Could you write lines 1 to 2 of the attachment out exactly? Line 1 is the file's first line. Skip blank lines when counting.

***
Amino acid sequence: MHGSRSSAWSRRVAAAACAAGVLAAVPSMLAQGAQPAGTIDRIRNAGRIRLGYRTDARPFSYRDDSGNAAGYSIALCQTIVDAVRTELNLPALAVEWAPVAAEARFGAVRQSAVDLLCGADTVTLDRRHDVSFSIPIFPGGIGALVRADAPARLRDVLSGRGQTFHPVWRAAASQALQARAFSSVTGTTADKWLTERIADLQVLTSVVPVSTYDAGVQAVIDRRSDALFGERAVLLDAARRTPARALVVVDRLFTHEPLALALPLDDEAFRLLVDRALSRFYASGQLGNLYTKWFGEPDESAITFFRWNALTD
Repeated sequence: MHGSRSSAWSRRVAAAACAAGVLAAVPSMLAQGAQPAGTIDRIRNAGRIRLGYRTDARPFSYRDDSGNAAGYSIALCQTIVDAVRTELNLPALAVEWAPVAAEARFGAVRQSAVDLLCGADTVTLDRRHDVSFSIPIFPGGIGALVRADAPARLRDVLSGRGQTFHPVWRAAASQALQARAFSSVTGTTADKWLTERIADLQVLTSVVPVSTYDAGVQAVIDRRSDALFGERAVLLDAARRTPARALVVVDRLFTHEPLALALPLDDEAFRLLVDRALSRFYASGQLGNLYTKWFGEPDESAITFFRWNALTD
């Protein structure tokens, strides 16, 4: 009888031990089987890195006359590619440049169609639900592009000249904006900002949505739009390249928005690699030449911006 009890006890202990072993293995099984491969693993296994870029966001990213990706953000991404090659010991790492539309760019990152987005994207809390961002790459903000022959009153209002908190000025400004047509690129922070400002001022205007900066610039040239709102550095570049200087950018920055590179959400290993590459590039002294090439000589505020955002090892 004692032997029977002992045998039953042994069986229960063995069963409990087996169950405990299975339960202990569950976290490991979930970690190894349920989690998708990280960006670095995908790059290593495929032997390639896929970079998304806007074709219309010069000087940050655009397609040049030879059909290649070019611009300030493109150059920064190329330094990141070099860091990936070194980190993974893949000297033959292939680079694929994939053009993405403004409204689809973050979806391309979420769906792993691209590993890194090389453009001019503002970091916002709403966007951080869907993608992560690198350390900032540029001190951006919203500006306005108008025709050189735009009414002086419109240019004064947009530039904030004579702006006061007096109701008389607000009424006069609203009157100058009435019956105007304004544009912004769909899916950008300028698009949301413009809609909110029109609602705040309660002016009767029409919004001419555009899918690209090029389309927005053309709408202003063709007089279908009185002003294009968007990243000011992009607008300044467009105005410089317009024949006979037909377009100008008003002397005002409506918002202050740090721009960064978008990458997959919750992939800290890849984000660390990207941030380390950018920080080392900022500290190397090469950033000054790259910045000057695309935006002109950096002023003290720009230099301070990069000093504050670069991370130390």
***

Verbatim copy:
Amino acid sequence: MHGSRSSAWSRRVAAAACAAGVLAAVPSMLAQGAQPAGTIDRIRNAGRIRLGYRTDARPFSYRDDSGNAAGYSIALCQTIVDAVRTELNLPALAVEWAPVAAEARFGAVRQSAVDLLCGADTVTLDRRHDVSFSIPIFPGGIGALVRADAPARLRDVLSGRGQTFHPVWRAAASQALQARAFSSVTGTTADKWLTERIADLQVLTSVVPVSTYDAGVQAVIDRRSDALFGERAVLLDAARRTPARALVVVDRLFTHEPLALALPLDDEAFRLLVDRALSRFYASGQLGNLYTKWFGEPDESAITFFRWNALTD
Repeated sequence: MHGSRSSAWSRRVAAAACAAGVLAAVPSMLAQGAQPAGTIDRIRNAGRIRLGYRTDARPFSYRDDSGNAAGYSIALCQTIVDAVRTELNLPALAVEWAPVAAEARFGAVRQSAVDLLCGADTVTLDRRHDVSFSIPIFPGGIGALVRADAPARLRDVLSGRGQTFHPVWRAAASQALQARAFSSVTGTTADKWLTERIADLQVLTSVVPVSTYDAGVQAVIDRRSDALFGERAVLLDAARRTPARALVVVDRLFTHEPLALALPLDDEAFRLLVDRALSRFYASGQLGNLYTKWFGEPDESAITFFRWNALTD